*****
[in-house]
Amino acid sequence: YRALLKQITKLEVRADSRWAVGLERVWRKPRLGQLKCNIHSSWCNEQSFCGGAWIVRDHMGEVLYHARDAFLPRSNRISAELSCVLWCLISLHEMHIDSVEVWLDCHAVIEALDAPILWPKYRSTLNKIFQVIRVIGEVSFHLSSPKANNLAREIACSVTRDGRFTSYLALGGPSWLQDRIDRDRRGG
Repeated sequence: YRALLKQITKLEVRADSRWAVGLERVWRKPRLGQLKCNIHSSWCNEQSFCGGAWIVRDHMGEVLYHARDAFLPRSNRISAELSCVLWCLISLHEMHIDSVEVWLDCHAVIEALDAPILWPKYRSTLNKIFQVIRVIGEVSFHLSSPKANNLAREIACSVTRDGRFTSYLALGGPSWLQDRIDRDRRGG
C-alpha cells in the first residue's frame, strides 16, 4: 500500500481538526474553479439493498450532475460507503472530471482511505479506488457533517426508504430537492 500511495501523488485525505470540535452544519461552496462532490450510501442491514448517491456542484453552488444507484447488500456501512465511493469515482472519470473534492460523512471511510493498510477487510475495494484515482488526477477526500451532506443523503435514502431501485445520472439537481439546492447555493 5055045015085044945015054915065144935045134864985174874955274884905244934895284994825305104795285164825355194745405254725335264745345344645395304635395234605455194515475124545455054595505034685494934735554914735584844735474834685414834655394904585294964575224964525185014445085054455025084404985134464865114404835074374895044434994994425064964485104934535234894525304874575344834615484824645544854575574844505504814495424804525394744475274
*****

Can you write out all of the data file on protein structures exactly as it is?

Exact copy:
[in-house]
Amino acid sequence: YRALLKQITKLEVRADSRWAVGLERVWRKPRLGQLKCNIHSSWCNEQSFCGGAWIVRDHMGEVLYHARDAFLPRSNRISAELSCVLWCLISLHEMHIDSVEVWLDCHAVIEALDAPILWPKYRSTLNKIFQVIRVIGEVSFHLSSPKANNLAREIACSVTRDGRFTSYLALGGPSWLQDRIDRDRRGG
Repeated sequence: YRALLKQITKLEVRADSRWAVGLERVWRKPRLGQLKCNIHSSWCNEQSFCGGAWIVRDHMGEVLYHARDAFLPRSNRISAELSCVLWCLISLHEMHIDSVEVWLDCHAVIEALDAPILWPKYRSTLNKIFQVIRVIGEVSFHLSSPKANNLAREIACSVTRDGRFTSYLALGGPSWLQDRIDRDRRGG
C-alpha cells in the first residue's frame, strides 16, 4: 500500500481538526474553479439493498450532475460507503472530471482511505479506488457533517426508504430537492 500511495501523488485525505470540535452544519461552496462532490450510501442491514448517491456542484453552488444507484447488500456501512465511493469515482472519470473534492460523512471511510493498510477487510475495494484515482488526477477526500451532506443523503435514502431501485445520472439537481439546492447555493 5055045015085044945015054915065144935045134864985174874955274884905244934895284994825305104795285164825355194745405254725335264745345344645395304635395234605455194515475124545455054595505034685494934735554914735584844735474834685414834655394904585294964575224964525185014445085054455025084404985134464865114404835074374895044434994994425064964485104934535234894525304874575344834615484824645544854575574844505504814495424804525394744475274